Both concepts of God have nourished Christian lives through the centuries. For most of that time, the majority of Christians thought of God within the framework of supernatural theism. There is nothing wrong with this. Thinking of God as a supernatural being "out there" is the natural inference from many biblical passages, as well as the natural language of worship and devotion. And for most Christians until recently, this posed no serious problem. But in our time, thinking of God as a supernatural being "out there" has become an obstacle for many. It can make the reality of God seem doubtful, and it can make God seem very far away. And many people are not aware that there is a second root concept of God within the Christian tradition--namely, panentheism.

So it was for me. Though I did not know about panentheism as another Christian option for thinking about God until I was in my thirties, it has since become of utmost importance. It resolved the central religious and intellectual problem of the first three decades of my life. Indeed, becoming aware of panentheism made it possible for me to be a Christian again. The story of my own Christian and spiritual journey thus involves the movement from supernatural theism through doubt and disbelief to panentheism. The God I have met as an adult is the God I never knew growing up in the church. (Link)

You can read a review of Borg's book here and here.

Mystical Seeker has been exploring the question of panentheism and reflects on Borg's ideas. See Supernatural Theism or Panentheism and Who Needs the Holy Spirit Anyway?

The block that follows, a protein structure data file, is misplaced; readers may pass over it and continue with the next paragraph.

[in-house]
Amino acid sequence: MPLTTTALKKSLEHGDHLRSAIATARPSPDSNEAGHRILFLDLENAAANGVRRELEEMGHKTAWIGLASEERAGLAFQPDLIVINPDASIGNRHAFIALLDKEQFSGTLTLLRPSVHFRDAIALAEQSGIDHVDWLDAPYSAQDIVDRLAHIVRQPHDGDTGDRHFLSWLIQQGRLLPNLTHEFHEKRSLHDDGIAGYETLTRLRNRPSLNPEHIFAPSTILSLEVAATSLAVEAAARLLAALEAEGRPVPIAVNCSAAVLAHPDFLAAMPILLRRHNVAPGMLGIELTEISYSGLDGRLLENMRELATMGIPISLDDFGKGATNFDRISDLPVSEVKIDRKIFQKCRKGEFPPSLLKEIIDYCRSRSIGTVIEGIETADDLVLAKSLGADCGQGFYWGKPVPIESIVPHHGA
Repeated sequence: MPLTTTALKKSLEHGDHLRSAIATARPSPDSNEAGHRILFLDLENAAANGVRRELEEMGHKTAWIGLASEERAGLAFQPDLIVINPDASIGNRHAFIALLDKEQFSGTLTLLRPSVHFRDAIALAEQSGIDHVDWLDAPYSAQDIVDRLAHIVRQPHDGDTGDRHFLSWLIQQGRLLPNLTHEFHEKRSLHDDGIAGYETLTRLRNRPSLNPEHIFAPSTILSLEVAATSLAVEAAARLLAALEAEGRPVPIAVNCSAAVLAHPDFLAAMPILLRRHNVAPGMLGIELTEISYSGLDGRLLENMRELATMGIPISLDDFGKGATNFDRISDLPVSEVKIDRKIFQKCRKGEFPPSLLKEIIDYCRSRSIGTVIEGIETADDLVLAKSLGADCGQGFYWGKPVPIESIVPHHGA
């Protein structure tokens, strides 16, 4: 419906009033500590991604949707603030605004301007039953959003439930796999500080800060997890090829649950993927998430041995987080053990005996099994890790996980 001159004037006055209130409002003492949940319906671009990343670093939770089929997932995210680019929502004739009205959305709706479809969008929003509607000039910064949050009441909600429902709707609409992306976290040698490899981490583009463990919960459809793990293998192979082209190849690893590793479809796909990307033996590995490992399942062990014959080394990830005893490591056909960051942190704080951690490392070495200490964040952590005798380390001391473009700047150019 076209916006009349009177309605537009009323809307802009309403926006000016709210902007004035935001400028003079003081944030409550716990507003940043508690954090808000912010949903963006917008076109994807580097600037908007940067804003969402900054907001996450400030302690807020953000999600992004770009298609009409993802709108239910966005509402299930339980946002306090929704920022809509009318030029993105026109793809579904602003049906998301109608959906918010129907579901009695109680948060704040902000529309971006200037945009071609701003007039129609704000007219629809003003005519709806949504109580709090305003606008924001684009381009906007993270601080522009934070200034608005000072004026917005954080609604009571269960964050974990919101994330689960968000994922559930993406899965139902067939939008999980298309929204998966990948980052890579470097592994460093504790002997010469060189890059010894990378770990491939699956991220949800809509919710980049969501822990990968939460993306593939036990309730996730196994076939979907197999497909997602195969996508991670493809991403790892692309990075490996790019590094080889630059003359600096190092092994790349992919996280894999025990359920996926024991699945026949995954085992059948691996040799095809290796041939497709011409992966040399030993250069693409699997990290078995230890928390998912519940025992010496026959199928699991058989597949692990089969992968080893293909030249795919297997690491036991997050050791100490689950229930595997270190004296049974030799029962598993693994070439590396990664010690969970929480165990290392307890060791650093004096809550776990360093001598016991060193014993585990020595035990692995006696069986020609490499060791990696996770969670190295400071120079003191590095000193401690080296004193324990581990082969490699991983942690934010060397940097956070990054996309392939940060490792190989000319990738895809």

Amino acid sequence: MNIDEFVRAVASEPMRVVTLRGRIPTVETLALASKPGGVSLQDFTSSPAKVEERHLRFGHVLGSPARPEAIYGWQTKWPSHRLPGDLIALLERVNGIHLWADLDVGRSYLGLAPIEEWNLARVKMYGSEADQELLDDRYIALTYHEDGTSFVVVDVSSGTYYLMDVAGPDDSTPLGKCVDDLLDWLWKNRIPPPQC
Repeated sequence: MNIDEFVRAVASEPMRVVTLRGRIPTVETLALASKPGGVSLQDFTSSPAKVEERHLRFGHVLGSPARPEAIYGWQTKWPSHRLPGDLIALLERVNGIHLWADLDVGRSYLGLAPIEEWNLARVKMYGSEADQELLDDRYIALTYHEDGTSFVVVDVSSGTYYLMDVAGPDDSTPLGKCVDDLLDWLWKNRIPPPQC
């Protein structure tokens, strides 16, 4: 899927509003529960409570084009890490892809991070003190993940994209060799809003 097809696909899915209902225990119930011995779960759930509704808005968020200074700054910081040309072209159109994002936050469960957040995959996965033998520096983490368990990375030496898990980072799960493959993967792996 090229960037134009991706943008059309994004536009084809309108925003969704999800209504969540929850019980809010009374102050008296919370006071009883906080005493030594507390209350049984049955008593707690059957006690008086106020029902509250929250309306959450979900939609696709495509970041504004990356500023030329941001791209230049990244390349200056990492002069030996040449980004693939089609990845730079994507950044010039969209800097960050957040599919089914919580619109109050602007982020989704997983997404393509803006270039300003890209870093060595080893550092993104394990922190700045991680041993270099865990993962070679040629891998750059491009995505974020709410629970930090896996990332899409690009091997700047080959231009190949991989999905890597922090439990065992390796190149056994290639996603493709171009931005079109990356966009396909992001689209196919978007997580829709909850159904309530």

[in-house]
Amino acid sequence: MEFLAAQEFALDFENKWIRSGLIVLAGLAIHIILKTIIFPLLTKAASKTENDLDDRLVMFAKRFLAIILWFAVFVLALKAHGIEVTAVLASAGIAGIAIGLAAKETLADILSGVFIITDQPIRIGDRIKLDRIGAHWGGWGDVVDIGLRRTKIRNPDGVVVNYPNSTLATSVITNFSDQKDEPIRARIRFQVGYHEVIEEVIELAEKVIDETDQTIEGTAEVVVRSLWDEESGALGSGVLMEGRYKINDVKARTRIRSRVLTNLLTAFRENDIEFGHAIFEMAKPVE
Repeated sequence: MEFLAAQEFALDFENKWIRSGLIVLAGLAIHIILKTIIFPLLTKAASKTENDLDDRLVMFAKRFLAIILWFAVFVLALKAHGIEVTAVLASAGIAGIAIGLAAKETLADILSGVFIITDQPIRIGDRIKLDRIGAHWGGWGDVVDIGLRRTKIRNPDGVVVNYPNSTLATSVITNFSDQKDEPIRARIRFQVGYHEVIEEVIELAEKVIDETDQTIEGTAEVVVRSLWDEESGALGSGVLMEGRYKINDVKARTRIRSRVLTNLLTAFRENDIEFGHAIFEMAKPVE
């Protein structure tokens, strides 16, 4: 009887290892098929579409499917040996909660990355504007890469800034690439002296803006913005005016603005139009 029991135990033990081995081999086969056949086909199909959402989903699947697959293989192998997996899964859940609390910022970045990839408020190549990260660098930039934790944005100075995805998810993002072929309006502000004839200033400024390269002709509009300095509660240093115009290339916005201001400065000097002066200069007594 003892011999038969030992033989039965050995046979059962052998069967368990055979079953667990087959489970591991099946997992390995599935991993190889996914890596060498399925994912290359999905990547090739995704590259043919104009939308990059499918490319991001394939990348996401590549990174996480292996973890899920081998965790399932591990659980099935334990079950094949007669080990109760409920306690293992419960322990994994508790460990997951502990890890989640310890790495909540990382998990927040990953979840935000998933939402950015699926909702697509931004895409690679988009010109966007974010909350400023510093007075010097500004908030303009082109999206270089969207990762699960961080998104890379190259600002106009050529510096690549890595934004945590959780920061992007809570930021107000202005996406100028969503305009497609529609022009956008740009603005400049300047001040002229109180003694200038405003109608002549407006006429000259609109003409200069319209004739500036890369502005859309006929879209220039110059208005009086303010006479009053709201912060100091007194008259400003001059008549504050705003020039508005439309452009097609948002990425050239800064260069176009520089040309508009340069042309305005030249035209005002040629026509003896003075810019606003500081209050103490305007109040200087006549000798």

I like the idea of panentheism. For me it means that the Universe itself is God and yet God transcends the Universe. Sallie McFague used the metaphor of Earth as God's body. This conceptualization might make us feel more reverent to all of creation as it is sacred and holy.

Ah, yes. The quiz a few posts ago. This from the worship center at the Regional Indo-American Community Center in Kingsport. Click the image to enlarge. Who are these figures and what do they represent?

Here is the answer:

From Left to Right: Lord Ganesha, Lord Krishna, Lord Radha, (or together as Lord Radha-Krishna, and Lord Balaji.

Click the links to learn more and explore this fascinating religion.

John

2 comments:

  1. I had never heard of Marcus Borg when I picked up a copy of "The God We Never Knew" a few years ago. I had no idea that he was a famous and controversial figure within Christianity, admired by some and denounced as a heretic by others. I don't remember what it was that made me pick up the book and buy it. All I know is that once I started reading it, I was amazed to discover that he spoke so directly to my own concerns about religious orthodoxy while offering a positive alternative paradigm of Christianity that I could relate to. I credit him as having been an importance influence in helping rekindle my interest in religion after years of neglect of my spiritual life.

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  2. It is great to find other people from the bible-belt (I'm in georgia) that appreciate Marcus Borg. I often credit his books as "saving my faith". I'm not sure it was "him" but he has done such a wonderful job of giving "thinking-christians" a way to keep their faith without checking thier brains at the door.

    I envy you for having a progressive church. I wish that was an option in my town.